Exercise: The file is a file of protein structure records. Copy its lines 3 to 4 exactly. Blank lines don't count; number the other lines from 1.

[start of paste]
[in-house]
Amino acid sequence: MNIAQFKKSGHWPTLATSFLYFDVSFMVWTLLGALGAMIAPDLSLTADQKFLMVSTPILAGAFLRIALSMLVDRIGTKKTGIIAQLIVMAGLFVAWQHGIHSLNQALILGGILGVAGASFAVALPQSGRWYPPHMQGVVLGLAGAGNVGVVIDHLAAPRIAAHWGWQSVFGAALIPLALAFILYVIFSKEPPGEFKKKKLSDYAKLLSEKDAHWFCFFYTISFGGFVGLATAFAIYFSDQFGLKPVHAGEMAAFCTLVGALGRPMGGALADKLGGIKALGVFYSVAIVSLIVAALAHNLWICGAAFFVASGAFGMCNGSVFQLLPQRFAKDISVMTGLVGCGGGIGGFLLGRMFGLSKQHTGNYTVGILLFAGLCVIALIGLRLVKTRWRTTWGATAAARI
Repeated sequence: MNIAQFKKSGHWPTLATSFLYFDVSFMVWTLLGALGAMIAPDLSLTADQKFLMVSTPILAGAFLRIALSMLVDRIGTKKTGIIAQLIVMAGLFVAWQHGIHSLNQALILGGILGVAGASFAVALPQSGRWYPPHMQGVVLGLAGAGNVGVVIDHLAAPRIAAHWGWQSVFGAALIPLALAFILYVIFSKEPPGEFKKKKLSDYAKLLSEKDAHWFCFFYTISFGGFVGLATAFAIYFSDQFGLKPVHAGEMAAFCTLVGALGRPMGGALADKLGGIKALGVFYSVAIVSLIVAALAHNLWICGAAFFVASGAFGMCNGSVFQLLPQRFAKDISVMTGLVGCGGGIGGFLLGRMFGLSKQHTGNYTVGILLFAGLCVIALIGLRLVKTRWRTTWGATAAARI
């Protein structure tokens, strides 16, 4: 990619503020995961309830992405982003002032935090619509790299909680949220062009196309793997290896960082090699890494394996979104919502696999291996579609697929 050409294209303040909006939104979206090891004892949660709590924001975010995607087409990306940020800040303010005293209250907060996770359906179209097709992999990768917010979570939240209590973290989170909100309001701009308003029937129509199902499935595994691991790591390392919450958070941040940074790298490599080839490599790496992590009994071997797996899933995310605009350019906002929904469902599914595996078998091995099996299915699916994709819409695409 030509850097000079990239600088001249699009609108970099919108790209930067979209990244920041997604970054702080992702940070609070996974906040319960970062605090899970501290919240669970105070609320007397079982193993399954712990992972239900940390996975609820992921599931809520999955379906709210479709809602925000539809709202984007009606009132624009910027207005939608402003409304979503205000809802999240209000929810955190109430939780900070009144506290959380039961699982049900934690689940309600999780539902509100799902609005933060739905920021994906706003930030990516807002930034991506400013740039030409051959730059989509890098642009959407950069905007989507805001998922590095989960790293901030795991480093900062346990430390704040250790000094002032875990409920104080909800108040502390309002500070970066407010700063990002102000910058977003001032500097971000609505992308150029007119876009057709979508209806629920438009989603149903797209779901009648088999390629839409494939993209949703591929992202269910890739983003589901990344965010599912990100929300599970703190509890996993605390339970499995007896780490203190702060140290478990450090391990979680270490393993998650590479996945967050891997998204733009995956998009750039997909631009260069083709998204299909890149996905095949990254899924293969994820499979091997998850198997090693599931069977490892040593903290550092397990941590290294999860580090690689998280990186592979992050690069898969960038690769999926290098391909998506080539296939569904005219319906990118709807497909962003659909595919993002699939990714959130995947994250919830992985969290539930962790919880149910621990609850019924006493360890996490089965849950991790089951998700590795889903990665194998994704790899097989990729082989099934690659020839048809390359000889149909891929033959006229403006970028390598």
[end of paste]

Repeated sequence: MNIAQFKKSGHWPTLATSFLYFDVSFMVWTLLGALGAMIAPDLSLTADQKFLMVSTPILAGAFLRIALSMLVDRIGTKKTGIIAQLIVMAGLFVAWQHGIHSLNQALILGGILGVAGASFAVALPQSGRWYPPHMQGVVLGLAGAGNVGVVIDHLAAPRIAAHWGWQSVFGAALIPLALAFILYVIFSKEPPGEFKKKKLSDYAKLLSEKDAHWFCFFYTISFGGFVGLATAFAIYFSDQFGLKPVHAGEMAAFCTLVGALGRPMGGALADKLGGIKALGVFYSVAIVSLIVAALAHNLWICGAAFFVASGAFGMCNGSVFQLLPQRFAKDISVMTGLVGCGGGIGGFLLGRMFGLSKQHTGNYTVGILLFAGLCVIALIGLRLVKTRWRTTWGATAAARI
């Protein structure tokens, strides 16, 4: 990619503020995961309830992405982003002032935090619509790299909680949220062009196309793997290896960082090699890494394996979104919502696999291996579609697929 050409294209303040909006939104979206090891004892949660709590924001975010995607087409990306940020800040303010005293209250907060996770359906179209097709992999990768917010979570939240209590973290989170909100309001701009308003029937129509199902499935595994691991790591390392919450958070941040940074790298490599080839490599790496992590009994071997797996899933995310605009350019906002929904469902599914595996078998091995099996299915699916994709819409695409 030509850097000079990239600088001249699009609108970099919108790209930067979209990244920041997604970054702080992702940070609070996974906040319960970062605090899970501290919240669970105070609320007397079982193993399954712990992972239900940390996975609820992921599931809520999955379906709210479709809602925000539809709202984007009606009132624009910027207005939608402003409304979503205000809802999240209000929810955190109430939780900070009144506290959380039961699982049900934690689940309600999780539902509100799902609005933060739905920021994906706003930030990516807002930034991506400013740039030409051959730059989509890098642009959407950069905007989507805001998922590095989960790293901030795991480093900062346990430390704040250790000094002032875990409920104080909800108040502390309002500070970066407010700063990002102000910058977003001032500097971000609505992308150029007119876009057709979508209806629920438009989603149903797209779901009648088999390629839409494939993209949703591929992202269910890739983003589901990344965010599912990100929300599970703190509890996993605390339970499995007896780490203190702060140290478990450090391990979680270490393993998650590479996945967050891997998204733009995956998009750039997909631009260069083709998204299909890149996905095949990254899924293969994820499979091997998850198997090693599931069977490892040593903290550092397990941590290294999860580090690689998280990186592979992050690069898969960038690769999926290098391909998506080539296939569904005219319906990118709807497909962003659909595919993002699939990714959130995947994250919830992985969290539930962790919880149910621990609850019924006493360890996490089965849950991790089951998700590795889903990665194998994704790899097989990729082989099934690659020839048809390359000889149909891929033959006229403006970028390598």